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The Morning Brief: Loeb Turns Up the Heat on Sony

Daniel Loeb’s New York-based firm Third Point has raised its activist stake in Sony to 6.9 percent of the total shares. Loeb turned up the pressure on the company to sell 15 percent to 20 percent of the company’s entertainment business in an initial public offering, according to a report. He thinks this would raise as much as $2 billion. Sony is holding its annual meeting on June 20.

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S&P Capital IQ is unimpressed with the New York hedge fund firm Starboard Value’s activist stake in Smithfield Foods and its case for breaking up the company into several parts. In a note Monday, the research firm said Smithfield’s most attractive piece is its packaged meats business, but it stressed that Starboard’s high-end break-up value of $55.21 is much higher than is likely to be realized from a split-up in the near future. S&P slightly raised its price target from $33 to $34, saying this primarily reflects its expectation that Shuanghui International Holding’s acquisition of the company will take place.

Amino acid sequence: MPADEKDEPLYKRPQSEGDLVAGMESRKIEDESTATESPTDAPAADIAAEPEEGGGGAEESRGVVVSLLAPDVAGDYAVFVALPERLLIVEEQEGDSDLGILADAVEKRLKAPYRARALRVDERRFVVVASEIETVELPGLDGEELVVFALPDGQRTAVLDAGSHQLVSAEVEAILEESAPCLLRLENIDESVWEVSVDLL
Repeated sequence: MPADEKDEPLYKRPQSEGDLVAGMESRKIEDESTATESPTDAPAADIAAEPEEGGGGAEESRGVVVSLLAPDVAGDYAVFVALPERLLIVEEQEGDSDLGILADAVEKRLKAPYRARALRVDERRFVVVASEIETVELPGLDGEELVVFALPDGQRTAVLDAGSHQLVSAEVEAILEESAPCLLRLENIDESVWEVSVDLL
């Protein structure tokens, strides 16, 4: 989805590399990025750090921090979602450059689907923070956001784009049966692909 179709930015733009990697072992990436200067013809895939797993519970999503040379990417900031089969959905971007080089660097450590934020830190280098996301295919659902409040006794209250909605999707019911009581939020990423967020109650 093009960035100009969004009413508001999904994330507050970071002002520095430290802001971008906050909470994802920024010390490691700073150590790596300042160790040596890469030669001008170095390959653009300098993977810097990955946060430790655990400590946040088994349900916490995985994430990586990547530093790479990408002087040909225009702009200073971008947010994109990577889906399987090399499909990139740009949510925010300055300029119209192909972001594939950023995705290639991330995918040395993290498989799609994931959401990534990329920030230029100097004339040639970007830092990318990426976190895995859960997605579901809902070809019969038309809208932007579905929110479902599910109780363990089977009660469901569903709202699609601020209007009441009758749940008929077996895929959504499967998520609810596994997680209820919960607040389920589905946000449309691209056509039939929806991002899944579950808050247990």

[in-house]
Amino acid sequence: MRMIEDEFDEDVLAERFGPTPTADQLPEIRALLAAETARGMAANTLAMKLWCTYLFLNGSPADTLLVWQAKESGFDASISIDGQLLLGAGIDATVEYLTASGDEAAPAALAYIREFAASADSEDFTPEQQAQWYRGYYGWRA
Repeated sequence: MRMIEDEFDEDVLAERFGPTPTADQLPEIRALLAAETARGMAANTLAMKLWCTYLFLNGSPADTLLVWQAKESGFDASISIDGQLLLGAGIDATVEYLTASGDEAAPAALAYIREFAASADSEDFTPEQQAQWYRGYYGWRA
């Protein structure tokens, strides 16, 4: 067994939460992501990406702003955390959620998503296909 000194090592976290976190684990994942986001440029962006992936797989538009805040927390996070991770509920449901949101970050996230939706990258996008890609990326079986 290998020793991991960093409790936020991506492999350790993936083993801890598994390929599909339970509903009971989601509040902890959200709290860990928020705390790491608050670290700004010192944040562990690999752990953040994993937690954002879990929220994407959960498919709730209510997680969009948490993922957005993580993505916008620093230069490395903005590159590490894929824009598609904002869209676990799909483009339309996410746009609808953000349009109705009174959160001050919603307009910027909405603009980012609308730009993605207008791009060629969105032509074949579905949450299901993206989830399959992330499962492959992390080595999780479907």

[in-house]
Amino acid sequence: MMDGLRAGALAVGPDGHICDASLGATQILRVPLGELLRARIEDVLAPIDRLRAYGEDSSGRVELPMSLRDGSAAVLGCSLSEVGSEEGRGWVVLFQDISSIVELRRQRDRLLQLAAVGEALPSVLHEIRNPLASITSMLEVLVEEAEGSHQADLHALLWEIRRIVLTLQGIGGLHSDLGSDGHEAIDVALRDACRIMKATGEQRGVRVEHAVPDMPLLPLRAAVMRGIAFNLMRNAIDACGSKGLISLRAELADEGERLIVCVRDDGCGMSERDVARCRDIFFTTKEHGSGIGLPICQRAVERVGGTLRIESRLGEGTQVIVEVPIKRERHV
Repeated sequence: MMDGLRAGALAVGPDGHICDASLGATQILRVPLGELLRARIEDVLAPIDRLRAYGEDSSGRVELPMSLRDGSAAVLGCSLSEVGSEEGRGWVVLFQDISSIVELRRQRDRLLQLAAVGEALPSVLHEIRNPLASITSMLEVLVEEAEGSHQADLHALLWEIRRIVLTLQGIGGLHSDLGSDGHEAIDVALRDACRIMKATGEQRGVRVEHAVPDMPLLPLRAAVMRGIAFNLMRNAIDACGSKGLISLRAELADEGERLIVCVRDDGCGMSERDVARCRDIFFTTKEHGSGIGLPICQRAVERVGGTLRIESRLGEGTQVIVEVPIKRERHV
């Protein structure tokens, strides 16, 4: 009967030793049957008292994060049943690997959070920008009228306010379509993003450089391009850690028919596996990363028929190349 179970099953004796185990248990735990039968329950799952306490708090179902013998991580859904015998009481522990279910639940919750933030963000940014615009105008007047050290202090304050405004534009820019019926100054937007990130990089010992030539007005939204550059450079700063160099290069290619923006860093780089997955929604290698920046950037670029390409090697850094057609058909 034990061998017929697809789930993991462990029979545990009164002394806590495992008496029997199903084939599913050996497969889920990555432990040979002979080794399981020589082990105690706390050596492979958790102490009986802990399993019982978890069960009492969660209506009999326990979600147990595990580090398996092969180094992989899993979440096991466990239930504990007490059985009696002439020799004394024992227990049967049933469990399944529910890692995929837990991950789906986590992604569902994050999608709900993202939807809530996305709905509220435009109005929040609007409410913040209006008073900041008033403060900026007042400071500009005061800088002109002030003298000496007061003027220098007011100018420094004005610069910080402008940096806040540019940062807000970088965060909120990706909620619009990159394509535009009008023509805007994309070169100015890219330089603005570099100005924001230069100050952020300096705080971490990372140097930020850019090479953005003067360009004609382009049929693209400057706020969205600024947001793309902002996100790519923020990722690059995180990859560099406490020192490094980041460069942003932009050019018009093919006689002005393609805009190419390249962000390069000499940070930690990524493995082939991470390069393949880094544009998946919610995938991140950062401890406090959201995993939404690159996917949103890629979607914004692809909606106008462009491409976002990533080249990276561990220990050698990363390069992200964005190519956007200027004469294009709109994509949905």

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The struggles at Tiger Cub Christopher Hansen’s San Francisco-based Valiant Capital Management continue. Hansen’s long-short equity fund lost another 2 percent in May and is now down 15 percent through the first five months of the year. Earlier this year, Hansen unsuccessfully tried to buy the Sacramento Kings basketball team.

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By contrast, another firm from the Tiger Managment fold — Hound Partners, founded by Jonathan Auerbach and Scott McLellan with seed money from Tiger — gained 5 percent in May. The long-short fund is now up 14 percent for the year.

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Three quarters of the growth in assets among hedge funds between 2010 and 2012 was driven by performance, according to a new report from investment bank Barclays. By comparison, in the 2001 to 2007 period, performance accounted for just 58 percent of the growth in assets and inflows accounted for 48 percent. “The industry is also seeing significantly slower overall growth of assets and fewer net new launches of hedge funds than before,” the report’s authors noted. The biggest funds are scooping up a majority of new money, according to the report, as managers with more than $5 billion of assets under management account for two-thirds of industry assets, up from 56 percent in 2008.

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